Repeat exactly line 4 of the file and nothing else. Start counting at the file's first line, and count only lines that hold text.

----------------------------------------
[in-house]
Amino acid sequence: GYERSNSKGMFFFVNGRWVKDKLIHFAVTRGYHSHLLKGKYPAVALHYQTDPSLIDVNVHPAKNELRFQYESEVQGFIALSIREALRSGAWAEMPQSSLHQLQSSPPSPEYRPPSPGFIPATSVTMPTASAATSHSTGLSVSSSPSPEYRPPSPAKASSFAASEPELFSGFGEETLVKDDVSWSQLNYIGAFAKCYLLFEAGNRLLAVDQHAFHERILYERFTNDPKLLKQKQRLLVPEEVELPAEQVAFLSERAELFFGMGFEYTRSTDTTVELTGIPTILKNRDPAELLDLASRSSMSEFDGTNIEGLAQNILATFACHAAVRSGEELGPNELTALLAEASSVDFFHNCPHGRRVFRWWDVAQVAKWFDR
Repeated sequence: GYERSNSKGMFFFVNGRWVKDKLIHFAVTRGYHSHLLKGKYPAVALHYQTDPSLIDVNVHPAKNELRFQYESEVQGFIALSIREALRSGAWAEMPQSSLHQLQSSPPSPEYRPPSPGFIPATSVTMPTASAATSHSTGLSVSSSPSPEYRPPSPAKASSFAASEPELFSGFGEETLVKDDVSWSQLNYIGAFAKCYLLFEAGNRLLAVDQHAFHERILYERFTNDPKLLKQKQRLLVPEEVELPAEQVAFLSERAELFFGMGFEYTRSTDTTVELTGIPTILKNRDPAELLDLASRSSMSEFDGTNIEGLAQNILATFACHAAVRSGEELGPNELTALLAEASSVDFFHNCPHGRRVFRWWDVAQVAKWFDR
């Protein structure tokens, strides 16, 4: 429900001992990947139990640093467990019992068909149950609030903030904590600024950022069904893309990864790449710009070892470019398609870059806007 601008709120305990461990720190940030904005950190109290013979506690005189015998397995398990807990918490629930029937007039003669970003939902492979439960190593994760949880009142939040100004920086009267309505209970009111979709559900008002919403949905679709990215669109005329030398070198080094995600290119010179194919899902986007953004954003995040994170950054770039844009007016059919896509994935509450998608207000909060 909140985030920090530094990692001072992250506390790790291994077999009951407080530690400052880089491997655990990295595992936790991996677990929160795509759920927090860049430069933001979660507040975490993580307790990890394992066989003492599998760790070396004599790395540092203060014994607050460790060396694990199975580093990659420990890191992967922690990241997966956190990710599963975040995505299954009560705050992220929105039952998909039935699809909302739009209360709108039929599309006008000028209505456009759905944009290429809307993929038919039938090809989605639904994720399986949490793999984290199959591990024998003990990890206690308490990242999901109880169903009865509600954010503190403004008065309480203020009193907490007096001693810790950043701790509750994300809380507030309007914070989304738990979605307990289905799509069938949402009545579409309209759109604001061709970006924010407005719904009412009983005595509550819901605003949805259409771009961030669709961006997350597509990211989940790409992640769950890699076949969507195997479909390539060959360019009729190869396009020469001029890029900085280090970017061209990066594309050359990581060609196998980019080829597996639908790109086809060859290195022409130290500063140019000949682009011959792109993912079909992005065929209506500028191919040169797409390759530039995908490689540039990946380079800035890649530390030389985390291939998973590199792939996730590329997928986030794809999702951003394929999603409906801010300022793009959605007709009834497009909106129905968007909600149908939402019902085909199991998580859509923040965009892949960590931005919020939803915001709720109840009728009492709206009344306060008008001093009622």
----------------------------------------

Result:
């Protein structure tokens, strides 16, 4: 429900001992990947139990640093467990019992068909149950609030903030904590600024950022069904893309990864790449710009070892470019398609870059806007 601008709120305990461990720190940030904005950190109290013979506690005189015998397995398990807990918490629930029937007039003669970003939902492979439960190593994760949880009142939040100004920086009267309505209970009111979709559900008002919403949905679709990215669109005329030398070198080094995600290119010179194919899902986007953004954003995040994170950054770039844009007016059919896509994935509450998608207000909060 909140985030920090530094990692001072992250506390790790291994077999009951407080530690400052880089491997655990990295595992936790991996677990929160795509759920927090860049430069933001979660507040975490993580307790990890394992066989003492599998760790070396004599790395540092203060014994607050460790060396694990199975580093990659420990890191992967922690990241997966956190990710599963975040995505299954009560705050992220929105039952998909039935699809909302739009209360709108039929599309006008000028209505456009759905944009290429809307993929038919039938090809989605639904994720399986949490793999984290199959591990024998003990990890206690308490990242999901109880169903009865509600954010503190403004008065309480203020009193907490007096001693810790950043701790509750994300809380507030309007914070989304738990979605307990289905799509069938949402009545579409309209759109604001061709970006924010407005719904009412009983005595509550819901605003949805259409771009961030669709961006997350597509990211989940790409992640769950890699076949969507195997479909390539060959360019009729190869396009020469001029890029900085280090970017061209990066594309050359990581060609196998980019080829597996639908790109086809060859290195022409130290500063140019000949682009011959792109993912079909992005065929209506500028191919040169797409390759530039995908490689540039990946380079800035890649530390030389985390291939998973590199792939996730590329997928986030794809999702951003394929999603409906801010300022793009959605007709009834497009909106129905968007909600149908939402019902085909199991998580859509923040965009892949960590931005919020939803915001709720109840009728009492709206009344306060008008001093009622």